The Detroit Tigers looked like a solid choice to win the AL Central title in 2011, after adding slugger Victor Martinez at DH and not losing any major components. Sure enough, they won the division, even with Martinez only posting a 2.9 fWAR on the season. They got contributions from plenty of players, and won the division in a cakewalk after the Indians collapsed in the second half of the year.
WHAT WENT RIGHT
The Tigers won the AL Central and made it to the ALCS primarily because of two players: Miguel Cabrera and Justin Verlander. Cabrera ranked second in the AL with a 1.034 OPS, and was worth 7.3 fWAR. Verlander was the Outside Corner’s midseason Cy Young winner, leading the AL in most major pitching categories, and he was worth 7.0 fWAR. Take away those two players and replace them with guys that are replacement level, and the Tigers are a .500 team. In addition to those great seasons, Doug Fister was worth 2.4 fWAR in 70 innings after being acquired at the trading deadline (with a 1.79 ERA in that time period), closer Jose Valverde went 49 for 49 in save opportunities (despite 34 walks in 72 1/3 innings), catcher Alex Avila posted an .895 OPS in his second full season in the majors, and shortstop Jhonny Peralta not only played excellent defense, but hit the ball quite well, as his .823 OPS indicates.
WHAT WENT WRONG
Not a lot. Brandon Inge was a disaster offensively (just a .548 OPS), but at least contributed defensively. Magglio Ordonez made $10 million dollars for 357 plate appearances of .634 OPS ball. Carlos Guillen only played in 28 games, and struggled terribly with a .633 OPS. Max Scherzer and Rick Porcello both regressed on the mound, with ERAs over 4.00, but both pitchers kept their walks low, and most of their struggles could be tied to increased home run rate (odd considering Detroit’s home park).
This column begins and ends with Avila, the former Alabama catcher. In a 333 plate appearance tryout last season, he struggled to the tune of a .656 OPS. In 2011 though, Avila’s power blossomed, and his BABIP rose by 88 points, resulting in a fantastic .895 OPS and an All-Star nod. Based on that high BABIP, he’ll probably come down to earth next season, but “how far” is the major question. After a pair of subpar years, Peralta rebounded to his 2008 form, and looked like a star once again. It seems to go in spurts with him, though. He’s had three great seasons in his career, with two awful ones separating each good one. Fister’s acquisition at the break really solidifed Detroit’s rotation after Verlander, and gave them a nice number two option with both Scherzer and Porcello struggling on the year. The pickup of Delmon Young at midseason helped too. Young still didn’t walk at all, but showed some great power, including a barrage of homers in the playoffs.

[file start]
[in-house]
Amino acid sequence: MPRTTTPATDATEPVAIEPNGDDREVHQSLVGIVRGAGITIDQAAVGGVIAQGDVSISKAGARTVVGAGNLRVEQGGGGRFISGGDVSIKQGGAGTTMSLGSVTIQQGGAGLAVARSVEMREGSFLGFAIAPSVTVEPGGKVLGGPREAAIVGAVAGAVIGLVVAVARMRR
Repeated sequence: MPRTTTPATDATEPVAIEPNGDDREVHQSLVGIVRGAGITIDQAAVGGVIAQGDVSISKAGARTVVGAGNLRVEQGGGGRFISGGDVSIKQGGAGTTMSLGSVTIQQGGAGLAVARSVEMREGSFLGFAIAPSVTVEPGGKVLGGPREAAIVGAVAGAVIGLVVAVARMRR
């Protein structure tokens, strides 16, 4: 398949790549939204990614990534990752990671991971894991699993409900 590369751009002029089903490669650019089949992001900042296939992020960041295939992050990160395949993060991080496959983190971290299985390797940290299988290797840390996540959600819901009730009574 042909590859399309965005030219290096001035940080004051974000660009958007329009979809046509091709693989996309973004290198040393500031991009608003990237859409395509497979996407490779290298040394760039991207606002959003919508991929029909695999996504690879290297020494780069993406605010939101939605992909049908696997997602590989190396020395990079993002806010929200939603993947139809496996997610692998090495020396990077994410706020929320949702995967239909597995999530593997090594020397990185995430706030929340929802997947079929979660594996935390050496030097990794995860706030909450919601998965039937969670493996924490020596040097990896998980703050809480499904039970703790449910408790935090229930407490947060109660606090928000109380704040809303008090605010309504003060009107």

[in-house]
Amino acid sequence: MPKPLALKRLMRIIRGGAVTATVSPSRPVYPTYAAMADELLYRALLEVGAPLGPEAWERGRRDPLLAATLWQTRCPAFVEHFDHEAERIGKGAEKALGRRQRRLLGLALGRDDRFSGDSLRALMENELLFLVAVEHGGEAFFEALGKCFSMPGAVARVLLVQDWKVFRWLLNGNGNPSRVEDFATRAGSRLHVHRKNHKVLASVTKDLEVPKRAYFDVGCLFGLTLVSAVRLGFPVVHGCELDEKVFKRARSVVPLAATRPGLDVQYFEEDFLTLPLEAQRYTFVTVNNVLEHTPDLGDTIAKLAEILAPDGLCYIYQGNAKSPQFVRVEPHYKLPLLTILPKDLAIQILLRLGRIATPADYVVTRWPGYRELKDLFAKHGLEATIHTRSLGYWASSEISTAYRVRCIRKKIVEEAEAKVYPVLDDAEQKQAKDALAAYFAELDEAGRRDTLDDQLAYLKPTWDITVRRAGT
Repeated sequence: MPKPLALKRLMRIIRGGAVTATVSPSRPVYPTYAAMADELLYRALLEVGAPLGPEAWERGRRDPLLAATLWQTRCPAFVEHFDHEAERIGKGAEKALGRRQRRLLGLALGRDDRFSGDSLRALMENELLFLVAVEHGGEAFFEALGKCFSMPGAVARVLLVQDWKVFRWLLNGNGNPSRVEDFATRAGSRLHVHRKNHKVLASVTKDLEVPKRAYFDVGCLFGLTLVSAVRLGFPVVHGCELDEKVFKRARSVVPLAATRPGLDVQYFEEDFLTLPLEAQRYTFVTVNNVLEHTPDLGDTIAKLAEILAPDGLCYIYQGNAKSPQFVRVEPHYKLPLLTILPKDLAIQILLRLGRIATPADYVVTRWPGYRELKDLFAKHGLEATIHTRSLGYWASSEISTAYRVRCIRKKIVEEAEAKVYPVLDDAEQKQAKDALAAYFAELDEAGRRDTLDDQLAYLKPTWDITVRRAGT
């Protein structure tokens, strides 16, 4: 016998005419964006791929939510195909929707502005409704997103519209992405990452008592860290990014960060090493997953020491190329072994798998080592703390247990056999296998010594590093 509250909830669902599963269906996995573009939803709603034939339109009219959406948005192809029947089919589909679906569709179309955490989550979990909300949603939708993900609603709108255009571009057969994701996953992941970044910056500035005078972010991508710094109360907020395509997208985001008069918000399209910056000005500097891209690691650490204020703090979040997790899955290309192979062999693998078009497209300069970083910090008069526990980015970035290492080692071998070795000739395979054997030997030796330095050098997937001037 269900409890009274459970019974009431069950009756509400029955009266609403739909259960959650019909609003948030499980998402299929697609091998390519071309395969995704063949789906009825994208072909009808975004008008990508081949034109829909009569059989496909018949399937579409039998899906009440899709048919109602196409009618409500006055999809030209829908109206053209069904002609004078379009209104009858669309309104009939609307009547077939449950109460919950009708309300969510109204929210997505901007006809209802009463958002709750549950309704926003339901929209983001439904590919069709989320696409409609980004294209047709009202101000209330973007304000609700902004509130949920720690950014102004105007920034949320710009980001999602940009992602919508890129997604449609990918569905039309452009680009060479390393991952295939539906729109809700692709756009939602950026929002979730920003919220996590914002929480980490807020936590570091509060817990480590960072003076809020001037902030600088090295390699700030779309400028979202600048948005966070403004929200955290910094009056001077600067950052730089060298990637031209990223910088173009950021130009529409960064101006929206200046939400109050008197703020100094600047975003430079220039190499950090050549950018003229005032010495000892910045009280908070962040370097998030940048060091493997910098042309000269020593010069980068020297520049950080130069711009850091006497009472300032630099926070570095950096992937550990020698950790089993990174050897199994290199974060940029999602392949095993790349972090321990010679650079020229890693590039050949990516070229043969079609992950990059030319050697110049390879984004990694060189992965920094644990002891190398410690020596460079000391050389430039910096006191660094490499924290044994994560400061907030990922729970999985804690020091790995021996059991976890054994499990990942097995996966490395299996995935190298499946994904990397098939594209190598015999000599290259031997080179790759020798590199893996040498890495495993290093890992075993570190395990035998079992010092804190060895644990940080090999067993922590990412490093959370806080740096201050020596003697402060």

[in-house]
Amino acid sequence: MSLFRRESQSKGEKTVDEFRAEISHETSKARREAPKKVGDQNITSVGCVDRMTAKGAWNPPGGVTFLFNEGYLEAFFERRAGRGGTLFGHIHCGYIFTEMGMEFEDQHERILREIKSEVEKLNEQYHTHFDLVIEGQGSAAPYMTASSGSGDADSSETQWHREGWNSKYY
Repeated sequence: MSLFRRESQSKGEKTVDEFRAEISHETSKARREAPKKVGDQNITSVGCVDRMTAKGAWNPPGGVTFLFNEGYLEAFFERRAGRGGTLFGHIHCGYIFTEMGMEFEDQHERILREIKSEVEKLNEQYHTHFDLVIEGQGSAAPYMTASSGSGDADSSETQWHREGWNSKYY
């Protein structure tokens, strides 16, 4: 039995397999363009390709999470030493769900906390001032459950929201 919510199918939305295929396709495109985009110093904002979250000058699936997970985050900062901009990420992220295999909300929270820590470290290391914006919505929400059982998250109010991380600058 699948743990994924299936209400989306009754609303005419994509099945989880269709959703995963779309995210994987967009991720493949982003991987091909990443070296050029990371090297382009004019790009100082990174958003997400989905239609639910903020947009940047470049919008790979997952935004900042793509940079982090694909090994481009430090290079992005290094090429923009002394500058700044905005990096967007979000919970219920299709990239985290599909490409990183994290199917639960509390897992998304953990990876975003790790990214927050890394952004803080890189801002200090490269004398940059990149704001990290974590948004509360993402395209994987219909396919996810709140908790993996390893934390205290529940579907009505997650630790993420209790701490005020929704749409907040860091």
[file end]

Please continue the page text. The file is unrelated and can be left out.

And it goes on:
A year after playing in 84 games, I don’t think the Tigers expected a lot from Ordonez. But…SOMETHING would have been nice. They got nothing. The declines of Scherzer and Porcello is worrisome too, as Detroit has to be wondering if they’d be better off having let Porcello get some seasoning in the minors, and not having traded Curtis Granderson and Ian Kennedy for Scherzer (and long-man Phil Coke, and reliever Daniel Schlereth). Scherzer’s second year as a Tiger saw his strikeout and walk rates decline, but his homer rate absolutely spike. Blip on the radar, or a sign of future struggles? As for Porcello, he’s still only 22, and his FIP and xFIP both dropped close to 4.00 this year.
The Tigers are actually going to be shedding some payroll this offseason, which should help. Guillen and Ordonez are both free agents that probably won’t return, shaving $23 million off the payroll. Oft-injured reliever Joel Zumaya will also test the free agent market, and backup infielder Ramon Santiago will be testing the waters as well. None of these guys were truly essential to the 2011 AL Central champs aside from Santiago, so the team should look pretty good for next year.
With fifth starter flop Brad Penny leaving town, the Tigers could use a fifth starter. Prospects Andy Oliver and Jacob Turner could be fighting for that role in the spring. The team will also get full years out of Fister and Young. Ryan Raburn should get a full load of playing time. The Tigers really don’t have many questions going into 2012, and should be the favorites yet again in arguably the weakest division in baseball, as they should be with the division’s best hitter and best pitcher.